Pakistan: Pro-women laws take hold

March 26, 2012

Women in Pakistan have faced formidable challenges in their efforts to achieve gender equality and address gender-based violence in their country, with particular problems posed by elements among customary norms and practices.

Yet throughout the past few years, breakthroughs in pro-women legislation have shown that both the efforts of Pakistan’s government, and the advocacy of groups working toward women’s empowerment in the country, are taking effect.

UK: Violence against women is an issue for men too

March 26, 2012

For too long women have stood alone. When it comes to violence against women, too many of us still think it's "just" a women's issue. In particular, it is about time MPs took this seriously. Here's why.

Sexual and physical violence at the hands of a man affects a staggering 45% of women in England and Wales sometime in their lives. That's one-quarter of British voters. Voters. People who give our politicians their jobs.

UK: Early/Forced Marriage in London

January 30, 2012
Islington - The forced marriage of under-age girls is prevalent in many countries, with an estimated 25,000 young girls forced into marriage each day. The issue is becoming an increasing concern in the U.K., and in the London Borough of Islington.
 

Kuwait: Egyptian teen attempts suicide to avoid forced marriage

March 20, 2012

Kuwaiti police has launched an investigation into the attempted suicide of an 18-year old Egyptian girl who threw herself off the balcony of an apartment building to avoid a forced marriage.

She survived the fall but suffered multiple fractures.

While recovering at a hospital, the girl told the police that her mother and brother had unexpectedly introduced her to a man and told her that she was his wife and should start “spousal relations” according to a report in Kuwait’s al Rai newspaper.

USA: Bishop urges change in 'church teaching concerning all sexual relationships'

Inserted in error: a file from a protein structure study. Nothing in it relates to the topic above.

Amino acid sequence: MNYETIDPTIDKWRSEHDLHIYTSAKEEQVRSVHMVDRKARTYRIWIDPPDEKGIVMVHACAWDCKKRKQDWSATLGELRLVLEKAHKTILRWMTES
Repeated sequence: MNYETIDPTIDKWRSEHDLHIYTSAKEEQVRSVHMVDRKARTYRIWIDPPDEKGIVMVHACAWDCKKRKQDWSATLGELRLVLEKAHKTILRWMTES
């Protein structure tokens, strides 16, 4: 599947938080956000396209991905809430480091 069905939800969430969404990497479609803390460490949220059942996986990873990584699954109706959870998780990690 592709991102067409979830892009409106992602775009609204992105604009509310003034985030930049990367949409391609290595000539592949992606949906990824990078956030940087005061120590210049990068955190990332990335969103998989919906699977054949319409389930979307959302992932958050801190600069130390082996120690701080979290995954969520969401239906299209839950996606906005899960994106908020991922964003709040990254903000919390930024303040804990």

March 16, 2012

BALTIMORE -- At the Seventh National Symposium on Catholicism and Homosexuality, retired Australian Bishop Geoffrey Robinson called Friday for "a new study of everything to do with sexuality" -- a kind of study that he predicted "would have a profound influence on church teaching concerning all sexual relationships, both heterosexual and homosexual."

"If [church] teaching on homosexual acts is ever to change, the basic teaching governing all sexual acts must change," he said.

Morocco: Rape-Marriage Law Will Be Amended

March 15, 2012

RABAT (Reuters) - Morocco on Thursday said it would amend a law allowing rapists to marry their underage female victims after the suicide of a teenage girl raised doubts about the effectiveness of reforms to women's rights in the country.

Sixteen-year-old Amina El-Filali killed herself last week near the northern city of Larache by swallowing rat poison after a six-month forced marriage to the man who raped her.

Local human rights activists say the law violates women's rights and was created to avoid damage to the reputation of the victim's family.

Morocco: Amina Filali, Rape Survivor, Commits Suicide After Forced Marriage To Rapist

March 21, 2012

RABAT, Morocco -- The case of a 16-year-old girl who killed herself after she was forced to marry her rapist has spurred outrage among Morocco's internet activists and calls for changes to the country's laws.

An online petition, a Facebook page and countless tweets expressed horror over the suicide of Amina Filali, who swallowed rat poison on Saturday to protest her marriage to the man who raped her a year earlier.

2012 International Women's Day: Connecting Girls, Inspiring futures

March 8, 2012

The 8th of March of every year is a day set aside by the United Nations as International Women’s Day (IWD). It is a day to recognise, celebrate and honour women’s struggles and achievements in the past years and to call attention to other areas of concerns that are critical to women’s life in particular and the society in general.

Ugandan LGBT Activists File Case Against Anti-Gay U.S. Evangelical in Federal Court

March 14, 2012

Lawsuit Charges Abiding Truth Ministries President Scott Lively with Persecution. Lively Also Connected to New Anti-Gay Bill Passed in Russia
 

Pakistan: Abducted and forced into a Muslim marriage

February 27, 2012